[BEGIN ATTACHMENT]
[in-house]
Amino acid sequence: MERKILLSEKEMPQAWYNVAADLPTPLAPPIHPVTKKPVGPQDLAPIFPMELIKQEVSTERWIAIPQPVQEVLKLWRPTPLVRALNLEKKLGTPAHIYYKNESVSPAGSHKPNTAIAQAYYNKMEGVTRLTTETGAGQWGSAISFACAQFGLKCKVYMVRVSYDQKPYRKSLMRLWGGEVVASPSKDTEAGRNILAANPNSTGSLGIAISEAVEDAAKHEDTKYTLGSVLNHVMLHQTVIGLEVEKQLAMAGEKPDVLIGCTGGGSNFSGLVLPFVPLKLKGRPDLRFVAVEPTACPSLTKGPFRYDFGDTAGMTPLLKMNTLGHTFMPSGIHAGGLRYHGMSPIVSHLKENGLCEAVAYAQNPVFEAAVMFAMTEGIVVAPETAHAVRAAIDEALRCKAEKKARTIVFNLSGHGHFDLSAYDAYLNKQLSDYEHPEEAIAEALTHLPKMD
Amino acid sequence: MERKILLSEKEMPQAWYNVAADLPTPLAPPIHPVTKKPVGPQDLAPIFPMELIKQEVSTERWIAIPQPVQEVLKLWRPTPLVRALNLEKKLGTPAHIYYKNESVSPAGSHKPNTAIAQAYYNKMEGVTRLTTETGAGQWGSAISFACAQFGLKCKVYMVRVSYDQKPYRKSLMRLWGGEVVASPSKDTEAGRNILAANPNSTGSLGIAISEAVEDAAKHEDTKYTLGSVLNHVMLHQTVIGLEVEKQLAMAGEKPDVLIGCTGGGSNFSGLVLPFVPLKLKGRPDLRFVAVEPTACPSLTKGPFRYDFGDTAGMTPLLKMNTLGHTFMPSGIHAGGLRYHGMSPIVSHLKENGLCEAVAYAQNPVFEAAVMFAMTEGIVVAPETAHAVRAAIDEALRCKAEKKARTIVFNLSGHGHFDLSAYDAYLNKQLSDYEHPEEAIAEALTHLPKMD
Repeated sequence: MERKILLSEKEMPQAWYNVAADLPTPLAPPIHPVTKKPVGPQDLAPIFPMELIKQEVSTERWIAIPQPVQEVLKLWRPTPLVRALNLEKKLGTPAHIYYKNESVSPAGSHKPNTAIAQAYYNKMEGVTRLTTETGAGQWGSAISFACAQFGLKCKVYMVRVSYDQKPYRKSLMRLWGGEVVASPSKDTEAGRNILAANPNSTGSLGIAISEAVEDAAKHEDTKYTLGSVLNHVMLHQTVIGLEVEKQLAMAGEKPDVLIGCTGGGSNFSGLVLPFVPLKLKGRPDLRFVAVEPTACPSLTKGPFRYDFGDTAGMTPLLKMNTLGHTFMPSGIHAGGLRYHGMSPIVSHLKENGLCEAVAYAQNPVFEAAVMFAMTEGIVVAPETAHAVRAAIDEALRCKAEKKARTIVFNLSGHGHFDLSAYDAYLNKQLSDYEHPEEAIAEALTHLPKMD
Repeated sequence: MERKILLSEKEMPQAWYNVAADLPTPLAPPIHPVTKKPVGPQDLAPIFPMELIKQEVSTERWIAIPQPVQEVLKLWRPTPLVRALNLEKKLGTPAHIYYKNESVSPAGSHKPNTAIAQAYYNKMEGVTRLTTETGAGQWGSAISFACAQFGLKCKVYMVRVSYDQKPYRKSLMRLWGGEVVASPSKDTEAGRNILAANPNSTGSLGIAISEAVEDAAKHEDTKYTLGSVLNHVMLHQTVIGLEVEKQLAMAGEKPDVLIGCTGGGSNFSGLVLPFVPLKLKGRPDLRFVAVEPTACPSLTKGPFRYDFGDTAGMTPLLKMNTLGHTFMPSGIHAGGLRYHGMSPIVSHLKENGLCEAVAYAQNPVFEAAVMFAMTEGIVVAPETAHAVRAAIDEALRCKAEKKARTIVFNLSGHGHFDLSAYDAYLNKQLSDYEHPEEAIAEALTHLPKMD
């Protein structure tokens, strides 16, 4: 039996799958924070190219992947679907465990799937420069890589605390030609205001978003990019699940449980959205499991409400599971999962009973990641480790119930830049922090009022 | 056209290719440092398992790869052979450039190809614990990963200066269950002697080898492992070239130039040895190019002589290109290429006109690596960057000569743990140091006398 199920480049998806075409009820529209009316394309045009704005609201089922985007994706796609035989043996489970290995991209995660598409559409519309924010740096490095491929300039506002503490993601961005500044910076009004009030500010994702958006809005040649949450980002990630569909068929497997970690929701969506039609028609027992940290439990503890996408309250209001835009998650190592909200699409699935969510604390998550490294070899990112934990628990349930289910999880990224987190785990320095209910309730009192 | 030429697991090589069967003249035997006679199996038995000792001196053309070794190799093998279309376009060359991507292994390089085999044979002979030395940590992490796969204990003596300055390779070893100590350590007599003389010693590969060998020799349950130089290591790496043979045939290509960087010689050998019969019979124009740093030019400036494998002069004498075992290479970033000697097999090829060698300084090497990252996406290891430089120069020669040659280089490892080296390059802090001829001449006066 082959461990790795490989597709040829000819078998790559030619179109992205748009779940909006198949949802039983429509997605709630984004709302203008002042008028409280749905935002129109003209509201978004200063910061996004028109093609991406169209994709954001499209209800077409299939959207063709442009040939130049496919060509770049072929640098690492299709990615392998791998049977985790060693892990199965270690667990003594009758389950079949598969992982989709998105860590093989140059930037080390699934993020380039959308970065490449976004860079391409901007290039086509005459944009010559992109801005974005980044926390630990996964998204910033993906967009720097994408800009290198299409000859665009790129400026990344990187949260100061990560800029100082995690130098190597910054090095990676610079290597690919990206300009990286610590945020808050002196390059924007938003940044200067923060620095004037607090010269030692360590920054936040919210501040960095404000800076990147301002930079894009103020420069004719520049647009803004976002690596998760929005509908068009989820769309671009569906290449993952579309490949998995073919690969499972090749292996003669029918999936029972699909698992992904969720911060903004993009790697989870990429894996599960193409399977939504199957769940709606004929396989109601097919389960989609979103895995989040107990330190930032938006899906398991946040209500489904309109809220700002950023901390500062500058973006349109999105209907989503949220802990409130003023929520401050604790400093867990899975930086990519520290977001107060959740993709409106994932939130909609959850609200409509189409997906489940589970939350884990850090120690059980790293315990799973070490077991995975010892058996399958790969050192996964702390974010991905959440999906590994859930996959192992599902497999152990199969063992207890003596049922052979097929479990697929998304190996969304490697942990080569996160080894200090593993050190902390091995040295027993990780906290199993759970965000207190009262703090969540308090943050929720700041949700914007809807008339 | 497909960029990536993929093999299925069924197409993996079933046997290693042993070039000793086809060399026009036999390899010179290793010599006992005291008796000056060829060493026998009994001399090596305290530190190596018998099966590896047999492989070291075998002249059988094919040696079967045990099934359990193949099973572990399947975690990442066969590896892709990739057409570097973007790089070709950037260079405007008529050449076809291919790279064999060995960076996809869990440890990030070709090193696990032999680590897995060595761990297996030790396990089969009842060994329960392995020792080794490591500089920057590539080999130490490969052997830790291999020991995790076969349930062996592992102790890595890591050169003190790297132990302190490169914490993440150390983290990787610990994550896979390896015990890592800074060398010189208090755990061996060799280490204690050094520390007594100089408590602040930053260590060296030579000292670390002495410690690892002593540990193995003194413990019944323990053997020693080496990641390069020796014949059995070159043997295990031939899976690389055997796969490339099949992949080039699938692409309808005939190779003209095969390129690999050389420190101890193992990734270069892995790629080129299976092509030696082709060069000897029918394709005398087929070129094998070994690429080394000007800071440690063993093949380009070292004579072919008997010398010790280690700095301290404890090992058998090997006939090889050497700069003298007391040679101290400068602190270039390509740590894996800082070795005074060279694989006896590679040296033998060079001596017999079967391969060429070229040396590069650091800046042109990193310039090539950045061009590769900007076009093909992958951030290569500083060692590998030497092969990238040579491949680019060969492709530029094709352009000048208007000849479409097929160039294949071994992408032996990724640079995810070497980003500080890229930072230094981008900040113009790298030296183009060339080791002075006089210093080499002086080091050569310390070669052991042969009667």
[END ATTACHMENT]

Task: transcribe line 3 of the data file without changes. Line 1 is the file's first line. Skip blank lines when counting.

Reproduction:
Amino acid sequence: MERKILLSEKEMPQAWYNVAADLPTPLAPPIHPVTKKPVGPQDLAPIFPMELIKQEVSTERWIAIPQPVQEVLKLWRPTPLVRALNLEKKLGTPAHIYYKNESVSPAGSHKPNTAIAQAYYNKMEGVTRLTTETGAGQWGSAISFACAQFGLKCKVYMVRVSYDQKPYRKSLMRLWGGEVVASPSKDTEAGRNILAANPNSTGSLGIAISEAVEDAAKHEDTKYTLGSVLNHVMLHQTVIGLEVEKQLAMAGEKPDVLIGCTGGGSNFSGLVLPFVPLKLKGRPDLRFVAVEPTACPSLTKGPFRYDFGDTAGMTPLLKMNTLGHTFMPSGIHAGGLRYHGMSPIVSHLKENGLCEAVAYAQNPVFEAAVMFAMTEGIVVAPETAHAVRAAIDEALRCKAEKKARTIVFNLSGHGHFDLSAYDAYLNKQLSDYEHPEEAIAEALTHLPKMD